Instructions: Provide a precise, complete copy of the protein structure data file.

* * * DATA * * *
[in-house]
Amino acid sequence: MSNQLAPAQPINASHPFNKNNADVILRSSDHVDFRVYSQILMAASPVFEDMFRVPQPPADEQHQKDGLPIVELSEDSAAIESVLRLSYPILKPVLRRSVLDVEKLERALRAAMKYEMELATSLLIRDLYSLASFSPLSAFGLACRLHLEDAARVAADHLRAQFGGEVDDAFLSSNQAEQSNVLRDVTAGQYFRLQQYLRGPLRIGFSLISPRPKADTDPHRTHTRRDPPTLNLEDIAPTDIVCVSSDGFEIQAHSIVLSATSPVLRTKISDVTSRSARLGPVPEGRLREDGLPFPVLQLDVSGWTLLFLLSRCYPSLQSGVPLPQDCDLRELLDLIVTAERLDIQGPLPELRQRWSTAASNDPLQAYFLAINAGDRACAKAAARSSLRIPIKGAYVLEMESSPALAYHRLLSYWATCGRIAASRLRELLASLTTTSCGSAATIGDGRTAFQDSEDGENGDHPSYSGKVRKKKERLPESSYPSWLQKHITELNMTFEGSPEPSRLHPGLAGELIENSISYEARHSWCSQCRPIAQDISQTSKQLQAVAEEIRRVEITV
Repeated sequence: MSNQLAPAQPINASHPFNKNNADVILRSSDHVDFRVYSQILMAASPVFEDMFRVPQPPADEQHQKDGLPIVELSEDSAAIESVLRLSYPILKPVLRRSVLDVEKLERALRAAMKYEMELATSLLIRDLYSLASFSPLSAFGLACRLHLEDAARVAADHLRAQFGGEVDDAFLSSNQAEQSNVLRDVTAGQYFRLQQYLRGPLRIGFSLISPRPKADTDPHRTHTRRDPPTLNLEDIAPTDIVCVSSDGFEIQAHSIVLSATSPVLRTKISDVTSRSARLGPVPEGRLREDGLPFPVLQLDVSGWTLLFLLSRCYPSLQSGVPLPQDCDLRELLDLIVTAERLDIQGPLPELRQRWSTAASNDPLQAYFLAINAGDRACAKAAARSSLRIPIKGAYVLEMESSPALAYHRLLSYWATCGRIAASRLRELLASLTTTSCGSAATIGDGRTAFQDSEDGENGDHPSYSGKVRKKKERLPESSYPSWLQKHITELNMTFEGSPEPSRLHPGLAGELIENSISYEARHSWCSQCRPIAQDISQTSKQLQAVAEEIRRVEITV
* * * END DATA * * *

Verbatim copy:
[in-house]
Amino acid sequence: MSNQLAPAQPINASHPFNKNNADVILRSSDHVDFRVYSQILMAASPVFEDMFRVPQPPADEQHQKDGLPIVELSEDSAAIESVLRLSYPILKPVLRRSVLDVEKLERALRAAMKYEMELATSLLIRDLYSLASFSPLSAFGLACRLHLEDAARVAADHLRAQFGGEVDDAFLSSNQAEQSNVLRDVTAGQYFRLQQYLRGPLRIGFSLISPRPKADTDPHRTHTRRDPPTLNLEDIAPTDIVCVSSDGFEIQAHSIVLSATSPVLRTKISDVTSRSARLGPVPEGRLREDGLPFPVLQLDVSGWTLLFLLSRCYPSLQSGVPLPQDCDLRELLDLIVTAERLDIQGPLPELRQRWSTAASNDPLQAYFLAINAGDRACAKAAARSSLRIPIKGAYVLEMESSPALAYHRLLSYWATCGRIAASRLRELLASLTTTSCGSAATIGDGRTAFQDSEDGENGDHPSYSGKVRKKKERLPESSYPSWLQKHITELNMTFEGSPEPSRLHPGLAGELIENSISYEARHSWCSQCRPIAQDISQTSKQLQAVAEEIRRVEITV
Repeated sequence: MSNQLAPAQPINASHPFNKNNADVILRSSDHVDFRVYSQILMAASPVFEDMFRVPQPPADEQHQKDGLPIVELSEDSAAIESVLRLSYPILKPVLRRSVLDVEKLERALRAAMKYEMELATSLLIRDLYSLASFSPLSAFGLACRLHLEDAARVAADHLRAQFGGEVDDAFLSSNQAEQSNVLRDVTAGQYFRLQQYLRGPLRIGFSLISPRPKADTDPHRTHTRRDPPTLNLEDIAPTDIVCVSSDGFEIQAHSIVLSATSPVLRTKISDVTSRSARLGPVPEGRLREDGLPFPVLQLDVSGWTLLFLLSRCYPSLQSGVPLPQDCDLRELLDLIVTAERLDIQGPLPELRQRWSTAASNDPLQAYFLAINAGDRACAKAAARSSLRIPIKGAYVLEMESSPALAYHRLLSYWATCGRIAASRLRELLASLTTTSCGSAATIGDGRTAFQDSEDGENGDHPSYSGKVRKKKERLPESSYPSWLQKHITELNMTFEGSPEPSRLHPGLAGELIENSISYEARHSWCSQCRPIAQDISQTSKQLQAVAEEIRRVEITV